If ever you needed a performance to sum up Michail Antonio, it was West Ham’s 4-2 win over Newcastle: assist, rattle the woodwork from four yards, miss a penalty, score… cap it off with another endearingly witty post-match interview.
Antonio encapsulated the never-say-die attitude that has been firmly entrenched in David Moyes’ band of brothers. Having twice trailed in this frantic curtain-raiser on Tyneside, the Hammers rallied to stick four past unfortunate Premier League debutant Freddie Woodman, who could only pick the ball out of his net in frustration as West Ham surged forward in cyclical waves of claret and blue devastation.
There was a moment in the first half just before Callum Wilson’s audacious back-heel effort where Allan Saint-Maximin countered from his own penalty area, clearing through on goal after pirouetting past Pablo Fornals with dismissive ease, and Antonio, sensing the danger, busted a gut to track back and stalk the flying Frenchman. That muck-and-nettles mentality isn’t quantified by some easy-to-digest metric, but sums up Antonio perfectly: a heart-on-sleeve warrior.
That the former non-league forward is now West Ham’s joint all-time Premier League goalscorer with a tally of 47, drawing level with Paolo Di Canio, is neither here nor there for Moyes and the club’s impassioned fanbase, as his role transcends that of a tradition No. 9. Antonio is not looked to for goals alone, but his hold-up play, back-to-goal reliability, ball-carrying exploits and general ability to link play are the traits that define him.
At St. James’ Park, Antonio was once again the fulcrum. After assisting Said Benrahma’s equalising with a exquisite cross from his weaker foot, the 31-year-old gave the Hammers a two-goal buffer after steaming forward and collecting a well-time pass off the Algerian, eager to reciprocate the favour, before charging into the box and unleashing with clinical precision. 4-2, game over.
That finish brought up goal number 47 in the Premier League for Antonio, an extraordinary feat for a player who, at one time, was being deployed at right-back for the club under Slaven Bilic, a point Antonio was quick to reference in his post-match interview amid the backdrop of a raucous rendition of “I’m Forever Blowing Bubbles” from 3,000 travelling fans.
— Football Daily (@footballdaily) August 15, 2021
Although Antonio has tapped into his goalscoring potential, and looks at home up front, the decision made by Bilic in the 2016/17 season was not altogether unruly. For all his potency and prowess going forward, Antonio is an exceptionally versatile player, a formidable factotum.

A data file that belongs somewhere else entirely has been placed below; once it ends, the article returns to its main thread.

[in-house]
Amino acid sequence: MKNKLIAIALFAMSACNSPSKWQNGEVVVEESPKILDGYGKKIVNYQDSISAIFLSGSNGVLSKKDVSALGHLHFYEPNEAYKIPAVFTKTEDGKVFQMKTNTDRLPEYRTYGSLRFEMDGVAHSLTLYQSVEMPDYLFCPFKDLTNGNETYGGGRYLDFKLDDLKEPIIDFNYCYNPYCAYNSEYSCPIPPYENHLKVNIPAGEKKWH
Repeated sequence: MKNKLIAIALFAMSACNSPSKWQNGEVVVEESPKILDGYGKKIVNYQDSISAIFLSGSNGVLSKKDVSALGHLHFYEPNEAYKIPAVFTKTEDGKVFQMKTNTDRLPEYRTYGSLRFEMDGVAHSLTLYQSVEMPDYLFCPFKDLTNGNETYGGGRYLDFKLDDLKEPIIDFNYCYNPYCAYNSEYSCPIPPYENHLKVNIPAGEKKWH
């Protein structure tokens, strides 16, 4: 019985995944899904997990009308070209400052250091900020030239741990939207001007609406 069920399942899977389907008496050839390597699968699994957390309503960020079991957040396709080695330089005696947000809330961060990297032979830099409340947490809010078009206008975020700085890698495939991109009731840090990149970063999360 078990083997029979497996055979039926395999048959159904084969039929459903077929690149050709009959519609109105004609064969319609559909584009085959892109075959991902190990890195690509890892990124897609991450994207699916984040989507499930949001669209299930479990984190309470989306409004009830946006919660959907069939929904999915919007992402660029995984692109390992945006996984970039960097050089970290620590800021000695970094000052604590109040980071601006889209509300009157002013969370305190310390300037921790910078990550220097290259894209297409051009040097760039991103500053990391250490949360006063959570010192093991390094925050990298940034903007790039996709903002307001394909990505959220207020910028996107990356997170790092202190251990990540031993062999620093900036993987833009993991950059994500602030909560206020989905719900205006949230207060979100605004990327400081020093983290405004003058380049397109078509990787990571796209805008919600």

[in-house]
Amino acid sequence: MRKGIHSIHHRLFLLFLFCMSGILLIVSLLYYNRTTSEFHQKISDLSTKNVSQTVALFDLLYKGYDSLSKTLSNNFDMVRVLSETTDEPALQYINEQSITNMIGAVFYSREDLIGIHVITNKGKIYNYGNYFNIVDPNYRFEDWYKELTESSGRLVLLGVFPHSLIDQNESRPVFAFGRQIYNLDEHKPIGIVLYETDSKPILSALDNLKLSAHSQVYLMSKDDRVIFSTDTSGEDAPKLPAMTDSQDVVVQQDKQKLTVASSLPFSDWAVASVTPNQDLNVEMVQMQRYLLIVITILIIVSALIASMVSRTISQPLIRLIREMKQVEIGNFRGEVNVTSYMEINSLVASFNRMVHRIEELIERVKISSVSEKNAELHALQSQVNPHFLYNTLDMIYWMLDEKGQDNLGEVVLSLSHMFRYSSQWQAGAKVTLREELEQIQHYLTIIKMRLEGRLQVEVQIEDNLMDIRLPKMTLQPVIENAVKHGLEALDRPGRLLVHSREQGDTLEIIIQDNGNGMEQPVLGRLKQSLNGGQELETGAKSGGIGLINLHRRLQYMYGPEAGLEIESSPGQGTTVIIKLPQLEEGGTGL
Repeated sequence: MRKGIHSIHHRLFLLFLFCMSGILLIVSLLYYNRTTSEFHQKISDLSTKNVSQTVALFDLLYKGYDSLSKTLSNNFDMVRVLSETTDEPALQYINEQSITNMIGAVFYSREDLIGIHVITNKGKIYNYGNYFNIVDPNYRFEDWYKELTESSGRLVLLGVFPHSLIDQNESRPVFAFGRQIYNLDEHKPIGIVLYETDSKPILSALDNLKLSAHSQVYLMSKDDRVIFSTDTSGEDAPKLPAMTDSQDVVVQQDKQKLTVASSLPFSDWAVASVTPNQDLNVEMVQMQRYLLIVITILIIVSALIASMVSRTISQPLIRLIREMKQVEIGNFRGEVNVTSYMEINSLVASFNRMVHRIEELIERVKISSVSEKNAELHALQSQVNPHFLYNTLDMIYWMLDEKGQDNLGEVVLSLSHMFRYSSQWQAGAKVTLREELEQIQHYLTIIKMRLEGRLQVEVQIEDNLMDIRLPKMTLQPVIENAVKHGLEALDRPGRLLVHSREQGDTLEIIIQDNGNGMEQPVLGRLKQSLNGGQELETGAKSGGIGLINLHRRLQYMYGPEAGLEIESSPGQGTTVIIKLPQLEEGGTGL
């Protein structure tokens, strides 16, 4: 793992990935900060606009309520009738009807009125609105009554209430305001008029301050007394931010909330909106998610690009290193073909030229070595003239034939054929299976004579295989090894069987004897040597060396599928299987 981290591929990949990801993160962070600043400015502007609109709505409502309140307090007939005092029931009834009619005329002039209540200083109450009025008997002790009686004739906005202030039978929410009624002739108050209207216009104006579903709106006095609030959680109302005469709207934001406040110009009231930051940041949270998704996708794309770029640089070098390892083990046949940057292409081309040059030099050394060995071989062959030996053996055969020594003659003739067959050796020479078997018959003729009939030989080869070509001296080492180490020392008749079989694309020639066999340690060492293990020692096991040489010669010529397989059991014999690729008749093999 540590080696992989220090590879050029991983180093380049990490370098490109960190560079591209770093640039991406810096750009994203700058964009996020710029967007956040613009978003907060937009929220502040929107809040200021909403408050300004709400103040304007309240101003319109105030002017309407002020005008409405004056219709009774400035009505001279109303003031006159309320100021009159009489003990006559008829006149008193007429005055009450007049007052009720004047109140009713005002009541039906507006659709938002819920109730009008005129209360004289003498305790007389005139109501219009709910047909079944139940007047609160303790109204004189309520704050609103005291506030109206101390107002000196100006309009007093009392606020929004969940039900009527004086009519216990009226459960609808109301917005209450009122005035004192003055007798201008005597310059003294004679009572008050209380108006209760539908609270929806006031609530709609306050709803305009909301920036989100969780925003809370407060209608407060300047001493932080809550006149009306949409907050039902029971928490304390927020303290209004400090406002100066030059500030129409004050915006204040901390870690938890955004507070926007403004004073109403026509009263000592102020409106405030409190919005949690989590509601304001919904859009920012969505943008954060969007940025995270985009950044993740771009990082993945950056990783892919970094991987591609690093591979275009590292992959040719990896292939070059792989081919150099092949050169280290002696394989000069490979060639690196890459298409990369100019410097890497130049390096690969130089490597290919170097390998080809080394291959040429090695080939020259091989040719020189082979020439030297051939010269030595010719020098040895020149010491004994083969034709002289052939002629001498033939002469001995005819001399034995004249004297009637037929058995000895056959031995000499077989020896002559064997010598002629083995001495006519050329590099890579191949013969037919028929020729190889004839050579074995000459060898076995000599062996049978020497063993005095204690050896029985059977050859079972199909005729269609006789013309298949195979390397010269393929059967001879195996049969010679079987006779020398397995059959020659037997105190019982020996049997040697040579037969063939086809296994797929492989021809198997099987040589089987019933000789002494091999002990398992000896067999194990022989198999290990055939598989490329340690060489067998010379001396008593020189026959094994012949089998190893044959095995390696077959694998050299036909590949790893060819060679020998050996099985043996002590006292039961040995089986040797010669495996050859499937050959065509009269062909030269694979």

His combination of brains and brawn has seen him flourish defensively, on the flanks and now at centre-forward. He has even performed as an auxiliary left-back from time to time, playing out of position and on the opposite flank, and yet, not looking out of place.
The graphic above from the 2017/18 campaign, in which Moyes succeeded Bilic in November for his first stint in the London Stadium dugout, shows Antonio even performing as a left-sided centre-half in a back-three, illuminating the full breadth of his footballing palette.
Moyes first converted Marko Arnautovic from winger to centre-forward and he has now done the same with Antonio, who is unequivocally West Ham’s undisputed No. 9 these days, even taking the famous shirt this season to reaffirm his status, and marking his debut donning the jersey with a goal.
Despite featuring just 26 times in the Premier League last season, Antonio was the heartbeat of West Ham’s attacking, ruling the roost for a number of crucial statistics. In 2020/21 he completed the most take-ons (43) among West Ham players, registered the most shots on target (25) and scored the most goals (10).
He also had the most touches in the opposition box (127) and won the most fouls in the final third (16), underpinning his overall value and influence, as the Hammers broke the Premier League glass ceiling and gatecrashed the top six, securing group stage Europa League football as a result.
West Ham fans will be relishing the added Thursday nights, and Antonio, with his insatiable scoring appetite, big grin and scoring prowess, has forever etched his name into club folklore after firing the club to their first appearance in the competition (not including qualifiers).